A recent TIME cover … a three year old boy stares at the camera while he anchors his lips to the meager breast of his twenty-six-year-old mother. “Attachment Parenting” was the article’s theme and at least one counselor on Fox News informed us that the child was traumatized by this environmental exposure.
First, environment is limited in its influence because each of us makes our own environment. Such is true for worms, coral, crickets, and spiders. It is also true for your child who picks his friends, his favorite toys, books, music, and your lectures with which he agrees or disagrees. Or the lectures that he hates and swears never to use but when forty, repeats them to his own child.
This “unique” environment is constructed by the individual from the instant of conception and becomes 80% of the effective environment by the time he or she reaches the eighth birthday. This effect is so powerful that Sandra Scarr, Ph. D., a child psychologist, past president of the American Psychological Association, and a founder of KinderCare, commented that a child could be reassigned from its natural parents to any parents in the neighborhood and achieve much the same outcomes.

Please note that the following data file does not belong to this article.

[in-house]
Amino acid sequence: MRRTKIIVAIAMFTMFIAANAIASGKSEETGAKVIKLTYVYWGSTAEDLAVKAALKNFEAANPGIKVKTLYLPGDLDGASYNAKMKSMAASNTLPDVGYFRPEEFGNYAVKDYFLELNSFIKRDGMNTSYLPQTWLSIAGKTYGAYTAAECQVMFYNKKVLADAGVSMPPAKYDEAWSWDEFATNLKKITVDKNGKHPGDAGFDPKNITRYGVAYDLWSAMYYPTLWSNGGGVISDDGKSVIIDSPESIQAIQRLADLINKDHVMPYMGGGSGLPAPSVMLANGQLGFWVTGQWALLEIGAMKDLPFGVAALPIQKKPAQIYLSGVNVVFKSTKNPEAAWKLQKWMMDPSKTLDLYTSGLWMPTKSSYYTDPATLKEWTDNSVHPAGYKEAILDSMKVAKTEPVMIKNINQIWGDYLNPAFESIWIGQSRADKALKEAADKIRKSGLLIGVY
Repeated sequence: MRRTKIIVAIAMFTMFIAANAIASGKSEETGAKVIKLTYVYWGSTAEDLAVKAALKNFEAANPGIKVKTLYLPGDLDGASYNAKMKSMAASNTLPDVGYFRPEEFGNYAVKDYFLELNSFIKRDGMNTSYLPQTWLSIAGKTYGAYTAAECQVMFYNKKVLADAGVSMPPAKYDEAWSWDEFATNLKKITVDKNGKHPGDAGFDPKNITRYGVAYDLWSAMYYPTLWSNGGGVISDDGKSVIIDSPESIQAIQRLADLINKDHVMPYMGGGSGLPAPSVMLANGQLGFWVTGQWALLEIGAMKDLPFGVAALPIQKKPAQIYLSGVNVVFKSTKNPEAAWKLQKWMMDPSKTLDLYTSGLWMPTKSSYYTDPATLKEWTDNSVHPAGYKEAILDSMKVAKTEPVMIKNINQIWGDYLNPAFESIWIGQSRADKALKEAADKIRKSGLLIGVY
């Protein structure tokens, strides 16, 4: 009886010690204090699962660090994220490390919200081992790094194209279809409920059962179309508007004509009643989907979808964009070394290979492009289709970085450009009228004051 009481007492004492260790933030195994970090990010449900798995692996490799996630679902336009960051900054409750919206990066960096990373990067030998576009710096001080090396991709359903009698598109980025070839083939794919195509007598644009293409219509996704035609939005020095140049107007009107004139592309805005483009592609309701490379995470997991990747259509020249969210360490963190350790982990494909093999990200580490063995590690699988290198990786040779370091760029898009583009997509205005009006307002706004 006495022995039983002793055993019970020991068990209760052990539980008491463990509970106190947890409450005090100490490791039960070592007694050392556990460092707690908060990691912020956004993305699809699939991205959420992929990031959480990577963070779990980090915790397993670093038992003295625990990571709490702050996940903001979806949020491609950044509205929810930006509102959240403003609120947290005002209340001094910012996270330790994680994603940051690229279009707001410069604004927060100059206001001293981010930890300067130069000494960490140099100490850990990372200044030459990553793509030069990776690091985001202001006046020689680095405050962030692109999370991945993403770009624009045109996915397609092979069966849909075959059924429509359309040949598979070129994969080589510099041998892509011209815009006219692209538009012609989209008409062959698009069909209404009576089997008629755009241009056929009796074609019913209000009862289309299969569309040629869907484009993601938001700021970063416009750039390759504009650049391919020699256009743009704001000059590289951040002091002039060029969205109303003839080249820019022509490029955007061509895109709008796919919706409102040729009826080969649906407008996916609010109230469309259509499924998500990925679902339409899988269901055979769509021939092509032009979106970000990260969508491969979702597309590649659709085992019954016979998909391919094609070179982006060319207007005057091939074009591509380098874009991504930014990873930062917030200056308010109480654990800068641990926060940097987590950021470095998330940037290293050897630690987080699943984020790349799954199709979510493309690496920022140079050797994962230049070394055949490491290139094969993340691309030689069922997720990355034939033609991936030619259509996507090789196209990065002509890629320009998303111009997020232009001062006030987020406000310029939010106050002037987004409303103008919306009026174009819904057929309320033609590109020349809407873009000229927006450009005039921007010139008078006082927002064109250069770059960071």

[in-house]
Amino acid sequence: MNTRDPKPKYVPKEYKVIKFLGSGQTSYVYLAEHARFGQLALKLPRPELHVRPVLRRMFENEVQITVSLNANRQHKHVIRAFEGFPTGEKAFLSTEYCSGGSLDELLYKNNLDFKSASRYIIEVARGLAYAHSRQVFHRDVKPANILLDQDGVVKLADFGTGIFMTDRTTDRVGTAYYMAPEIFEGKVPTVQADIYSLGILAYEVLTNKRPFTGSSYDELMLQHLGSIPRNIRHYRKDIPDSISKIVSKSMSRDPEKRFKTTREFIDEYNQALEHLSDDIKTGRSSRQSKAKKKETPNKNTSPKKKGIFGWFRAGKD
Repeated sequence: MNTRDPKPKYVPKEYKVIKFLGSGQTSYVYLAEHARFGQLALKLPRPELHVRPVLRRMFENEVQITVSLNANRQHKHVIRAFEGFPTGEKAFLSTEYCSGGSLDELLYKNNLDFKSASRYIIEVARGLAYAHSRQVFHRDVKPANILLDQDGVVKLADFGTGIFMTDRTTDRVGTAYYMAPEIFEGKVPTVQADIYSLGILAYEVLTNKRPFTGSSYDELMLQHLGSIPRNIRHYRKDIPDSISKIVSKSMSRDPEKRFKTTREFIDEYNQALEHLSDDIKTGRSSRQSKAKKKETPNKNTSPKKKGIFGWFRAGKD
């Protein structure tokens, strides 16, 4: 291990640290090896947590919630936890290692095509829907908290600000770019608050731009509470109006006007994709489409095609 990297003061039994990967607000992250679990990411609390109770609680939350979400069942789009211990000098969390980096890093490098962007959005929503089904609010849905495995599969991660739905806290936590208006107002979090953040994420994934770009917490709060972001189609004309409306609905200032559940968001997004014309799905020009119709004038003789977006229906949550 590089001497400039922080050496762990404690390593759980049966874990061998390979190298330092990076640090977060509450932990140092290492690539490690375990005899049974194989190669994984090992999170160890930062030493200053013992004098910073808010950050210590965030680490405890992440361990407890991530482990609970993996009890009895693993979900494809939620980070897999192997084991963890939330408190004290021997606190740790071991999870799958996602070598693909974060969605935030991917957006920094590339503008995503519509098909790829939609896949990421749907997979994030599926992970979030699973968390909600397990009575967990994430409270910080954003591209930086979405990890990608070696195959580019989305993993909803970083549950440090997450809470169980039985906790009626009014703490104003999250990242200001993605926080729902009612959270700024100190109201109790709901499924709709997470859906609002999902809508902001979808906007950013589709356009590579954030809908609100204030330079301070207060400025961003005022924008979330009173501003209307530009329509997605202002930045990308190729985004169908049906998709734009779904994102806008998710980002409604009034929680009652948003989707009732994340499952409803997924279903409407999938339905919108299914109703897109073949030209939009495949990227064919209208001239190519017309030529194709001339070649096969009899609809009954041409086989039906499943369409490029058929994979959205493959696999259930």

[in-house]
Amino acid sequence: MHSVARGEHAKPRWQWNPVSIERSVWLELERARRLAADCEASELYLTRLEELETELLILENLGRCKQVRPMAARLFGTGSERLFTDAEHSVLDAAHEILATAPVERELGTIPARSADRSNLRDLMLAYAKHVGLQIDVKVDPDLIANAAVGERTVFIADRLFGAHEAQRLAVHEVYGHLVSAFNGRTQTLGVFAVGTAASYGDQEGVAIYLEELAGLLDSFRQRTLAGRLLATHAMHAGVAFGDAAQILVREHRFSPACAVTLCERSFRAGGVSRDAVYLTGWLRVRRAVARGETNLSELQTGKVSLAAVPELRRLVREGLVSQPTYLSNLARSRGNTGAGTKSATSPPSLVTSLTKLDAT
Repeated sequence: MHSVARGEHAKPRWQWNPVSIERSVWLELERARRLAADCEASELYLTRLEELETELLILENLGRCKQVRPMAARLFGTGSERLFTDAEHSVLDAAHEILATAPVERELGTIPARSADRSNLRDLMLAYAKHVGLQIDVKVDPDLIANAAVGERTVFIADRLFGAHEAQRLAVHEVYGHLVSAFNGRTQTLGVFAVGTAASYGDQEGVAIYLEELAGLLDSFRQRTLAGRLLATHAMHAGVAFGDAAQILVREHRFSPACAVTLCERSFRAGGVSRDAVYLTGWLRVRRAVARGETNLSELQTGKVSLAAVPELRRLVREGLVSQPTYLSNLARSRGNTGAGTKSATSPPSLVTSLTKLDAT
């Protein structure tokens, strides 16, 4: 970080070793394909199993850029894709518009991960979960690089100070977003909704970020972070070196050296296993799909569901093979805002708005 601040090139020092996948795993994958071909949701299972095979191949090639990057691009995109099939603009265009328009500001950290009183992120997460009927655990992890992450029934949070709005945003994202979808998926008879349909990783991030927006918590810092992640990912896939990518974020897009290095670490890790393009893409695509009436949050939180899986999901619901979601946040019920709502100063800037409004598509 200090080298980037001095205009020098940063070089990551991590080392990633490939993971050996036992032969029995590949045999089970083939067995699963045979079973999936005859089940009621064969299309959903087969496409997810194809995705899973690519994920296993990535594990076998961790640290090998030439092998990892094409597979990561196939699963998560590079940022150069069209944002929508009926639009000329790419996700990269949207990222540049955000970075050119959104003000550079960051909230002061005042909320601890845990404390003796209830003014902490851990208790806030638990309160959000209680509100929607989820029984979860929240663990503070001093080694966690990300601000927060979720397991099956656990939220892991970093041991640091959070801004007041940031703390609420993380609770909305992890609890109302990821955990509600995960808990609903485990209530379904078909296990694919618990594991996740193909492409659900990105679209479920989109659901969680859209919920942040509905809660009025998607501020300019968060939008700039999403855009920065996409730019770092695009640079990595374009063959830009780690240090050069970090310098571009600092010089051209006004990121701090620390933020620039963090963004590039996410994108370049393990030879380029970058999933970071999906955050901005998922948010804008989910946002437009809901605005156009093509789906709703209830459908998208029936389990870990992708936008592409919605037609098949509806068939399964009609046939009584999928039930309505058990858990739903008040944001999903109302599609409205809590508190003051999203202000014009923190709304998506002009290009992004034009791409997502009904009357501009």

This view suggests that “environmental” abuse occurs less often than claimed by sanctimonious opportunists.
There is also a second factor that prevents such trades of children between parents. Nature builds organizations by making partnerships between similar things. Pendulums, traffic, clusters of neurons, and a wide array of other players form unions, perhaps because it is so simple and because of math about synchrony in fields of similar participants.
This second factor encourages strong partnerships between parent and child. Relatives look for mom or dad when they watch a baby. Meanwhile, the real control travels from the child to the parents as they seek ways to make him smile and they avoid the activities, foods, and adventures that make him cry. Each baby becomes the pacemaker for a pair of 150 pound gorillas.
This partnering should be most intense between natural parents and their offspring. (Adopted children generally resemble their natural parents more than their adoptive ones.) Parents are less interchangeable despite Scarr’s proclamation. Sync between parents and child heightens the peaks and lowers the valleys in each of their natures. Outcomes are multiplied in their intensity as each child grows into evermore of him or herself.